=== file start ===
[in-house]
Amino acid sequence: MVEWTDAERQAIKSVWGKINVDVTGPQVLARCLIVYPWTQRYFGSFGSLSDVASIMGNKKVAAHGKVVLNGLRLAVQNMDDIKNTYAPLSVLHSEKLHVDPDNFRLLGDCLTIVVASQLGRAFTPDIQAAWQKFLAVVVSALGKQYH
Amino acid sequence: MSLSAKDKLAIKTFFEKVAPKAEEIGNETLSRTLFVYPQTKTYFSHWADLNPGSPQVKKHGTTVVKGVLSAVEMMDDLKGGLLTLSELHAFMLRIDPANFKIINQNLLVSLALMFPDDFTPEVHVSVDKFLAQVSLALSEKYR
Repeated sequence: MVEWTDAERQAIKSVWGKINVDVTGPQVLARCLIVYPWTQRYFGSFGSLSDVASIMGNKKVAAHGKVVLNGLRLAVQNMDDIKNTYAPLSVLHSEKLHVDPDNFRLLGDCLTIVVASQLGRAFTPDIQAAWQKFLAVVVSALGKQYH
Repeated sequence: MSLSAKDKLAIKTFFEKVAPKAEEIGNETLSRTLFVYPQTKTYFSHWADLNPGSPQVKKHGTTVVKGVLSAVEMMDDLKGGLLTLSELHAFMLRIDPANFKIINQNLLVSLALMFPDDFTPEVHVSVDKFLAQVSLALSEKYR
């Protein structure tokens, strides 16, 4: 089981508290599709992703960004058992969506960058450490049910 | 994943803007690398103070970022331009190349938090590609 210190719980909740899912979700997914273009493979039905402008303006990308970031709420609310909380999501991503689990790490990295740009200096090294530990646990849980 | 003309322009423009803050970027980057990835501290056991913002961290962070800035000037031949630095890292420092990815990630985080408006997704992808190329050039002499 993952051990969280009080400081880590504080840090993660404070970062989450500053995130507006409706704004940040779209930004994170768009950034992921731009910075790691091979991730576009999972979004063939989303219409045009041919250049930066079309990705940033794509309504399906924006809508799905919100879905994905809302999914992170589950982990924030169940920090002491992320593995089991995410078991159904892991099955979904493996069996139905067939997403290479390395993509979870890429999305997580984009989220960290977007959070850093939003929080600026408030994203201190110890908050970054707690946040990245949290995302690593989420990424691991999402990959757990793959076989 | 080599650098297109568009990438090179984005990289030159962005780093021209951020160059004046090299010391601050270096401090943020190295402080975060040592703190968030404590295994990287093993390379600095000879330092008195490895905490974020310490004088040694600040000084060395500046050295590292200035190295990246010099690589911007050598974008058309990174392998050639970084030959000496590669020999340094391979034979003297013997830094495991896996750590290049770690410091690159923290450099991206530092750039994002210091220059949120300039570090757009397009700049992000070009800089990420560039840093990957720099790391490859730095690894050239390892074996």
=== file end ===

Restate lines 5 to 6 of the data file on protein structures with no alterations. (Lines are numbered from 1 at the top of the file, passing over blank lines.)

Repeated sequence: MSLSAKDKLAIKTFFEKVAPKAEEIGNETLSRTLFVYPQTKTYFSHWADLNPGSPQVKKHGTTVVKGVLSAVEMMDDLKGGLLTLSELHAFMLRIDPANFKIINQNLLVSLALMFPDDFTPEVHVSVDKFLAQVSLALSEKYR
């Protein structure tokens, strides 16, 4: 089981508290599709992703960004058992969506960058450490049910 | 994943803007690398103070970022331009190349938090590609 210190719980909740899912979700997914273009493979039905402008303006990308970031709420609310909380999501991503689990790490990295740009200096090294530990646990849980 | 003309322009423009803050970027980057990835501290056991913002961290962070800035000037031949630095890292420092990815990630985080408006997704992808190329050039002499 993952051990969280009080400081880590504080840090993660404070970062989450500053995130507006409706704004940040779209930004994170768009950034992921731009910075790691091979991730576009999972979004063939989303219409045009041919250049930066079309990705940033794509309504399906924006809508799905919100879905994905809302999914992170589950982990924030169940920090002491992320593995089991995410078991159904892991099955979904493996069996139905067939997403290479390395993509979870890429999305997580984009989220960290977007959070850093939003929080600026408030994203201190110890908050970054707690946040990245949290995302690593989420990424691991999402990959757990793959076989 | 080599650098297109568009990438090179984005990289030159962005780093021209951020160059004046090299010391601050270096401090943020190295402080975060040592703190968030404590295994990287093993390379600095000879330092008195490895905490974020310490004088040694600040000084060395500046050295590292200035190295990246010099690589911007050598974008058309990174392998050639970084030959000496590669020999340094391979034979003297013997830094495991896996750590290049770690410091690159923290450099991206530092750039994002210091220059949120300039570090757009397009700049992000070009800089990420560039840093990957720099790391490859730095690894050239390892074996």